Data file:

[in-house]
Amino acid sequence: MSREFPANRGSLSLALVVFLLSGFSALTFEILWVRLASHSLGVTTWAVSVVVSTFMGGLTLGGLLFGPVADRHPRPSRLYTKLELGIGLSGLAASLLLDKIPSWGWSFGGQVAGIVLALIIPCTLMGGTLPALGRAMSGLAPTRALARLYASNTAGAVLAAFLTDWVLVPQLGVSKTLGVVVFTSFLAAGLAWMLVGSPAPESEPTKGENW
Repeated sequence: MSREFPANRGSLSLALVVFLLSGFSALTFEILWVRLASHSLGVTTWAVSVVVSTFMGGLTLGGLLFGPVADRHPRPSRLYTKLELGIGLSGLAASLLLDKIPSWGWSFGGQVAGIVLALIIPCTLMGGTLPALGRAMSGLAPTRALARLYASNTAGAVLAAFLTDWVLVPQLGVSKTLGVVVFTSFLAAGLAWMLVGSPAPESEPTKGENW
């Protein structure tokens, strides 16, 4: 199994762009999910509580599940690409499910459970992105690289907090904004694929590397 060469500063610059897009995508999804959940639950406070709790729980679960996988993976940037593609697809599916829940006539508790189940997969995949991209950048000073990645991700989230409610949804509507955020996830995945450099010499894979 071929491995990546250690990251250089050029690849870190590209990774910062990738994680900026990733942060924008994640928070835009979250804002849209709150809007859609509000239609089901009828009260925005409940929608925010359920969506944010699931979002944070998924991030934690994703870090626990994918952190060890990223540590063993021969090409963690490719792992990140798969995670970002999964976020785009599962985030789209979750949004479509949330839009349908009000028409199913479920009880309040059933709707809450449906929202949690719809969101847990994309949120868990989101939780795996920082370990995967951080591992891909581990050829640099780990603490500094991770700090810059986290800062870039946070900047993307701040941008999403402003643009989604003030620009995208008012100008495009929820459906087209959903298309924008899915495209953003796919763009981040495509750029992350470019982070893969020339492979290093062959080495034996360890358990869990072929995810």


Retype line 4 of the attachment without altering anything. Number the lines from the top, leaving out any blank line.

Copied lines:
């Protein structure tokens, strides 16, 4: 199994762009999910509580599940690409499910459970992105690289907090904004694929590397 060469500063610059897009995508999804959940639950406070709790729980679960996988993976940037593609697809599916829940006539508790189940997969995949991209950048000073990645991700989230409610949804509507955020996830995945450099010499894979 071929491995990546250690990251250089050029690849870190590209990774910062990738994680900026990733942060924008994640928070835009979250804002849209709150809007859609509000239609089901009828009260925005409940929608925010359920969506944010699931979002944070998924991030934690994703870090626990994918952190060890990223540590063993021969090409963690490719792992990140798969995670970002999964976020785009599962985030789209979750949004479509949330839009349908009000028409199913479920009880309040059933709707809450449906929202949690719809969101847990994309949120868990989101939780795996920082370990995967951080591992891909581990050829640099780990603490500094991770700090810059986290800062870039946070900047993307701040941008999403402003643009989604003030620009995208008012100008495009929820459906087209959903298309924008899915495209953003796919763009981040495509750029992350470019982070893969020339492979290093062959080495034996360890358990869990072929995810």